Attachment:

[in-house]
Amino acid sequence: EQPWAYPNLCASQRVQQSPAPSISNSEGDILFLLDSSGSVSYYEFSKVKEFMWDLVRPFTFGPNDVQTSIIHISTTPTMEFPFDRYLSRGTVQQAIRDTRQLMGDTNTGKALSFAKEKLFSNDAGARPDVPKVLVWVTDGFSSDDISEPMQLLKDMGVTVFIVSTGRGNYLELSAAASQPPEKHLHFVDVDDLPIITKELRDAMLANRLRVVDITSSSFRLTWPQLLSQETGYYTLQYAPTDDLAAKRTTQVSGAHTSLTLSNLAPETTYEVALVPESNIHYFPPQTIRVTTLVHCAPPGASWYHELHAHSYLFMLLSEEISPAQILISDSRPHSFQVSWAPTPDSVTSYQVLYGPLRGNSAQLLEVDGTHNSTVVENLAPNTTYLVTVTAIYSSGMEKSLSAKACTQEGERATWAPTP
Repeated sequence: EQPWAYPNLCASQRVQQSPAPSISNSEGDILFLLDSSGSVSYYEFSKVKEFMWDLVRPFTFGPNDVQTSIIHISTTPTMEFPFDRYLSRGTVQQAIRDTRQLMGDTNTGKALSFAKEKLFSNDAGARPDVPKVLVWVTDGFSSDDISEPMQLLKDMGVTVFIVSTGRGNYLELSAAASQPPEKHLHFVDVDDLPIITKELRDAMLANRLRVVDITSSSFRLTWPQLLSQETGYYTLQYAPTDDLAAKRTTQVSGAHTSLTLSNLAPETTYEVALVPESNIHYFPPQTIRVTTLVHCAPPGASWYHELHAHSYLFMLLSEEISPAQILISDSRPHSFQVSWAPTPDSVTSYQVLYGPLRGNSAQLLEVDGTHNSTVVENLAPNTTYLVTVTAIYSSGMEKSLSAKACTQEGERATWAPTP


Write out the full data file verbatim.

[in-house]
Amino acid sequence: EQPWAYPNLCASQRVQQSPAPSISNSEGDILFLLDSSGSVSYYEFSKVKEFMWDLVRPFTFGPNDVQTSIIHISTTPTMEFPFDRYLSRGTVQQAIRDTRQLMGDTNTGKALSFAKEKLFSNDAGARPDVPKVLVWVTDGFSSDDISEPMQLLKDMGVTVFIVSTGRGNYLELSAAASQPPEKHLHFVDVDDLPIITKELRDAMLANRLRVVDITSSSFRLTWPQLLSQETGYYTLQYAPTDDLAAKRTTQVSGAHTSLTLSNLAPETTYEVALVPESNIHYFPPQTIRVTTLVHCAPPGASWYHELHAHSYLFMLLSEEISPAQILISDSRPHSFQVSWAPTPDSVTSYQVLYGPLRGNSAQLLEVDGTHNSTVVENLAPNTTYLVTVTAIYSSGMEKSLSAKACTQEGERATWAPTP
Repeated sequence: EQPWAYPNLCASQRVQQSPAPSISNSEGDILFLLDSSGSVSYYEFSKVKEFMWDLVRPFTFGPNDVQTSIIHISTTPTMEFPFDRYLSRGTVQQAIRDTRQLMGDTNTGKALSFAKEKLFSNDAGARPDVPKVLVWVTDGFSSDDISEPMQLLKDMGVTVFIVSTGRGNYLELSAAASQPPEKHLHFVDVDDLPIITKELRDAMLANRLRVVDITSSSFRLTWPQLLSQETGYYTLQYAPTDDLAAKRTTQVSGAHTSLTLSNLAPETTYEVALVPESNIHYFPPQTIRVTTLVHCAPPGASWYHELHAHSYLFMLLSEEISPAQILISDSRPHSFQVSWAPTPDSVTSYQVLYGPLRGNSAQLLEVDGTHNSTVVENLAPNTTYLVTVTAIYSSGMEKSLSAKACTQEGERATWAPTP